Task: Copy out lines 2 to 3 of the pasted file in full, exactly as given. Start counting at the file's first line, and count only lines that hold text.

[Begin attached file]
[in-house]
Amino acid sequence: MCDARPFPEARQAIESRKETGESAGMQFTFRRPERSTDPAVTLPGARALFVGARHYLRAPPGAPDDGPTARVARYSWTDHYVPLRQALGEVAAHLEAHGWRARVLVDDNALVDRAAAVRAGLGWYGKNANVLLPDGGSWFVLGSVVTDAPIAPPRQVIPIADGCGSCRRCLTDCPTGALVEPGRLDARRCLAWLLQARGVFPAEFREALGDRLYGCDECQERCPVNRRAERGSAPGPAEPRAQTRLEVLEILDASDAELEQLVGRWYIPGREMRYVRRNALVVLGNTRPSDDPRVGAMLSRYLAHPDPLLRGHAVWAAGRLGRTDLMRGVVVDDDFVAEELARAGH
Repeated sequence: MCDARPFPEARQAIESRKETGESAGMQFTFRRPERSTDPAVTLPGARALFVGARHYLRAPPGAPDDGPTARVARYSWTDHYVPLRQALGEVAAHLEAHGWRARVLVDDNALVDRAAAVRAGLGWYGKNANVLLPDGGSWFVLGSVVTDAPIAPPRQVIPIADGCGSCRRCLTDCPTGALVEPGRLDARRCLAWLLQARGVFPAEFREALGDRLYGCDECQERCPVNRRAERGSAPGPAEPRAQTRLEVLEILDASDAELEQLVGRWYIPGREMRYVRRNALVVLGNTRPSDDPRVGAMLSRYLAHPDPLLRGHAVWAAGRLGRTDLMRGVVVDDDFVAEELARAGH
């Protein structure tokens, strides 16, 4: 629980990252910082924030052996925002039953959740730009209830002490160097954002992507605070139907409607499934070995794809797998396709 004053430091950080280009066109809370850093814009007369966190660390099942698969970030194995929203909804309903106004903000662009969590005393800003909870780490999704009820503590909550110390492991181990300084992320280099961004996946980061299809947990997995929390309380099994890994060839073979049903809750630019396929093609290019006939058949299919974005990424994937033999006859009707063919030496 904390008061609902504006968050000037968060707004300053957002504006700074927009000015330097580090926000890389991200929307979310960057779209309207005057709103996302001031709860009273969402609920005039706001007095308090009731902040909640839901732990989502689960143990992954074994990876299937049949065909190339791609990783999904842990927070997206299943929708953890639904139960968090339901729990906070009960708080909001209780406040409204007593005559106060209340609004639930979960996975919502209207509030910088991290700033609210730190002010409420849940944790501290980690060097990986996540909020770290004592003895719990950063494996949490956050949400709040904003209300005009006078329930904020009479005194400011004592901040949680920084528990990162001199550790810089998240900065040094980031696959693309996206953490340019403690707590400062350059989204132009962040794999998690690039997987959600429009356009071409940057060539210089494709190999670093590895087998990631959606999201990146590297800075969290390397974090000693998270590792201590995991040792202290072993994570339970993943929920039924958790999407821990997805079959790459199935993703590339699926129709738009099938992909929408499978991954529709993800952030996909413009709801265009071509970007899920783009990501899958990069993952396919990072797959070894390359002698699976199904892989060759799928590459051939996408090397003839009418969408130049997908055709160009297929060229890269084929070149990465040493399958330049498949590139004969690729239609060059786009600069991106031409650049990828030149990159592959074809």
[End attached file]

Amino acid sequence: MCDARPFPEARQAIESRKETGESAGMQFTFRRPERSTDPAVTLPGARALFVGARHYLRAPPGAPDDGPTARVARYSWTDHYVPLRQALGEVAAHLEAHGWRARVLVDDNALVDRAAAVRAGLGWYGKNANVLLPDGGSWFVLGSVVTDAPIAPPRQVIPIADGCGSCRRCLTDCPTGALVEPGRLDARRCLAWLLQARGVFPAEFREALGDRLYGCDECQERCPVNRRAERGSAPGPAEPRAQTRLEVLEILDASDAELEQLVGRWYIPGREMRYVRRNALVVLGNTRPSDDPRVGAMLSRYLAHPDPLLRGHAVWAAGRLGRTDLMRGVVVDDDFVAEELARAGH
Repeated sequence: MCDARPFPEARQAIESRKETGESAGMQFTFRRPERSTDPAVTLPGARALFVGARHYLRAPPGAPDDGPTARVARYSWTDHYVPLRQALGEVAAHLEAHGWRARVLVDDNALVDRAAAVRAGLGWYGKNANVLLPDGGSWFVLGSVVTDAPIAPPRQVIPIADGCGSCRRCLTDCPTGALVEPGRLDARRCLAWLLQARGVFPAEFREALGDRLYGCDECQERCPVNRRAERGSAPGPAEPRAQTRLEVLEILDASDAELEQLVGRWYIPGREMRYVRRNALVVLGNTRPSDDPRVGAMLSRYLAHPDPLLRGHAVWAAGRLGRTDLMRGVVVDDDFVAEELARAGH